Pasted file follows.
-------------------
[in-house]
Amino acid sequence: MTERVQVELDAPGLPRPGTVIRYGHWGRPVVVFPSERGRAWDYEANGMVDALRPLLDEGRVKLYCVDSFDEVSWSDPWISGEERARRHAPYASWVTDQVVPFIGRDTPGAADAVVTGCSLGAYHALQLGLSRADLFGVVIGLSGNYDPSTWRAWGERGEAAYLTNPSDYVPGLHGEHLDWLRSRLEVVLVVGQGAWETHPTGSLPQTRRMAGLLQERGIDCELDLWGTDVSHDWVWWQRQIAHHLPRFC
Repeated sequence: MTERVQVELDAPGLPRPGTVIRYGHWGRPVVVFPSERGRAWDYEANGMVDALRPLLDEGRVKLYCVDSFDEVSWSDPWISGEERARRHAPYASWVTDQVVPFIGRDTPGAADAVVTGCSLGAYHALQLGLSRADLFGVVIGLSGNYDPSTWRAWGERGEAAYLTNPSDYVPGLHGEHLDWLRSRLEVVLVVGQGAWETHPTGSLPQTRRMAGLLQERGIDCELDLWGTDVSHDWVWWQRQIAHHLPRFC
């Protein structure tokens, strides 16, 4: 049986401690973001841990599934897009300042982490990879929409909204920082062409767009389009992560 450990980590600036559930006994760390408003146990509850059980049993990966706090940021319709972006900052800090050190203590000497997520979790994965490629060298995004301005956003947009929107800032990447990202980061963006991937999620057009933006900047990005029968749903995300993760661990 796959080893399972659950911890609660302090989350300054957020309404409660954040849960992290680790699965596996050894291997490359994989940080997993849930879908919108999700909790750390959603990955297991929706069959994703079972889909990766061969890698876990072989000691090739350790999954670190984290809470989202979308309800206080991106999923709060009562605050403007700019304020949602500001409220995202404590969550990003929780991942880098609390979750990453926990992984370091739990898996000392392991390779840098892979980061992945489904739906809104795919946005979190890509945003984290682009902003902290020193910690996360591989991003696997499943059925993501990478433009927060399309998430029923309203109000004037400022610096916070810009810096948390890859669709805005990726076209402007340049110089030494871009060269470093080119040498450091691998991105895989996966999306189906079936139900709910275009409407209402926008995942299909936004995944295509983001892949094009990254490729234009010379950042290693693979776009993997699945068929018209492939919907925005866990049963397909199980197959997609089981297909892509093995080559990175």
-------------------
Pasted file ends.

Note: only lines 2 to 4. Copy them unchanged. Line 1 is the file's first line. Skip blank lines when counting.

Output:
Amino acid sequence: MTERVQVELDAPGLPRPGTVIRYGHWGRPVVVFPSERGRAWDYEANGMVDALRPLLDEGRVKLYCVDSFDEVSWSDPWISGEERARRHAPYASWVTDQVVPFIGRDTPGAADAVVTGCSLGAYHALQLGLSRADLFGVVIGLSGNYDPSTWRAWGERGEAAYLTNPSDYVPGLHGEHLDWLRSRLEVVLVVGQGAWETHPTGSLPQTRRMAGLLQERGIDCELDLWGTDVSHDWVWWQRQIAHHLPRFC
Repeated sequence: MTERVQVELDAPGLPRPGTVIRYGHWGRPVVVFPSERGRAWDYEANGMVDALRPLLDEGRVKLYCVDSFDEVSWSDPWISGEERARRHAPYASWVTDQVVPFIGRDTPGAADAVVTGCSLGAYHALQLGLSRADLFGVVIGLSGNYDPSTWRAWGERGEAAYLTNPSDYVPGLHGEHLDWLRSRLEVVLVVGQGAWETHPTGSLPQTRRMAGLLQERGIDCELDLWGTDVSHDWVWWQRQIAHHLPRFC
């Protein structure tokens, strides 16, 4: 049986401690973001841990599934897009300042982490990879929409909204920082062409767009389009992560 450990980590600036559930006994760390408003146990509850059980049993990966706090940021319709972006900052800090050190203590000497997520979790994965490629060298995004301005956003947009929107800032990447990202980061963006991937999620057009933006900047990005029968749903995300993760661990 796959080893399972659950911890609660302090989350300054957020309404409660954040849960992290680790699965596996050894291997490359994989940080997993849930879908919108999700909790750390959603990955297991929706069959994703079972889909990766061969890698876990072989000691090739350790999954670190984290809470989202979308309800206080991106999923709060009562605050403007700019304020949602500001409220995202404590969550990003929780991942880098609390979750990453926990992984370091739990898996000392392991390779840098892979980061992945489904739906809104795919946005979190890509945003984290682009902003902290020193910690996360591989991003696997499943059925993501990478433009927060399309998430029923309203109000004037400022610096916070810009810096948390890859669709805005990726076209402007340049110089030494871009060269470093080119040498450091691998991105895989996966999306189906079936139900709910275009409407209402926008995942299909936004995944295509983001892949094009990254490729234009010379950042290693693979776009993997699945068929018209492939919907925005866990049963397909199980197959997609089981297909892509093995080559990175």